Having been raised Roman Catholic I know what it's like going to confession. I wait in a line, go into a small room with a priest (it's rarely a box with a divided and a little screened window, like in the movies), and list off the offenses I've committed against God. This is pretty much how it went for me the first few times, and then in my teens I read in a Catholic book that I was to consider the priest in the confessional a friend and spiritual counselor who could give me godly advice. So that year, when I was 13 or so, I gave it a try. I kneeled behind a divider in a confessional and told a priest what was on my heart. I was part way through when I heard him snicker. I rushed through the rest, he told me how many times to say the Hail Mary and Our Father, and I got out of there. It was humiliating.

That's not how it's supposed to go.

If you really want someone to listen, and as a professional help you find your way through trauma, heartache, or simply the enigma that is your personality, a psychologist can help. There are different schools of thought in psychology, and at the same time all are committed to helping people be healthier, more optimal versions of themselves.  


A psychiatrist is a medical doctor (an M.D. or D.O.) who specializes in mental health, including substance use disorders. Psychiatrists are qualified to assess both the mental and physical aspects of psychological problems. (American Psychiatric Association)

Up until about a decade ago I thought of psychiatrists as necessary only for 'crazy' people with severe disorders, and I was suspicious of the medical treatment of psychiatric problems. For example, I falsely believed that anti-depressants would dull the personality and give a false sense of well-being. How I wish I had known better sooner, because then I wouldn't have lived so long without proper treatment for depression. A few months into treatment it was like the lights came on in my head. I wasn't made happy by the pills. What they gave me was the ability to feel normal and thus be able to create my own happiness. We are willing to treat other biological conditions, but when it comes to the brain people too often draw a line. That needs to stop. Psychiatry offers something that religion has not and cannot. This is science-based, medical treatment of real conditions. 

Social Worker

"A social worker is responsible for improving their patients' lives by helping them cope and manage stress they may be facing. Social workers will meet with patients, listen to their concerns and create a plan to better help their patients manage the problems in their lives." (Gwynedd Mercy University)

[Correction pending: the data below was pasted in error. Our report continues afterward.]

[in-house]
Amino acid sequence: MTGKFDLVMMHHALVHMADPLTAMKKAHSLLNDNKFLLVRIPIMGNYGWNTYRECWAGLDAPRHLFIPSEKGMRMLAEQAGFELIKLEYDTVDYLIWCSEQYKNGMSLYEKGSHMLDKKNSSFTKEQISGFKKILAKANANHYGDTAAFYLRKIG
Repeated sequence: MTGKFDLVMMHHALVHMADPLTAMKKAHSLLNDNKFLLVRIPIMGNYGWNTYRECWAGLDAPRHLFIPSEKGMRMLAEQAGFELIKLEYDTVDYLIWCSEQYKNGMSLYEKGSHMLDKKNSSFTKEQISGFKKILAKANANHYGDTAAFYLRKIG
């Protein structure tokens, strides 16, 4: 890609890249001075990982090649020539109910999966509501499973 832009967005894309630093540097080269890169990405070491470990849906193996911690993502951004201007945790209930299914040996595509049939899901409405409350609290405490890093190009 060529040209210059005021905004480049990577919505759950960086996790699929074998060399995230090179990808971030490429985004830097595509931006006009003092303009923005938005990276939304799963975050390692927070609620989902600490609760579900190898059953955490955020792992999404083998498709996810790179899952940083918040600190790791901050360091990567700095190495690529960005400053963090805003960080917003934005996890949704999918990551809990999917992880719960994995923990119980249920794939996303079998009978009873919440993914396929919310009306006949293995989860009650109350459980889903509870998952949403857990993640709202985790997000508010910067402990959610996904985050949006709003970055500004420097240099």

"A social worker will get a master’s degree in social work, and their training revolves around how societal factors will affect a person’s behavior. They also learn about the different social services and social resources that are available in the community. Many professionals get their master’s degree in social work while they are working in a different field." (HealthyPlace)

This one gets two quotes, because I know so very little about it. The key difference between social work and psychology seems to be the focus on societal factors along with the ability to connect people to appropriate resources available from private and public sources. In the past it was clergy who often had the most access to family and personal life, and now social workers have taken in farther.


The real takeaway I want to leave here is that each of these roles, and any others you might think of, aren't simply fractions of what clergy people have done or still do. Rather, in each specialty the work is expanded and deepened. There is formal training of various levels and varieties for each as well as competing schools of thought and domain-specific terminology. Each one does something that might have been part of a clergy role, but makes it more than it was. 

This doesn't mean that clergy are obsolete. Religious communities will continue to hire individuals to lead services, conduct ceremonies, deliver homilies, visit the sick, and more. Clergy are, in this context, generalists, and there's nothing wrong with that. I simply think we won't need as many of them, nor should anyone feel they have to become clergy unless they want the generalist role.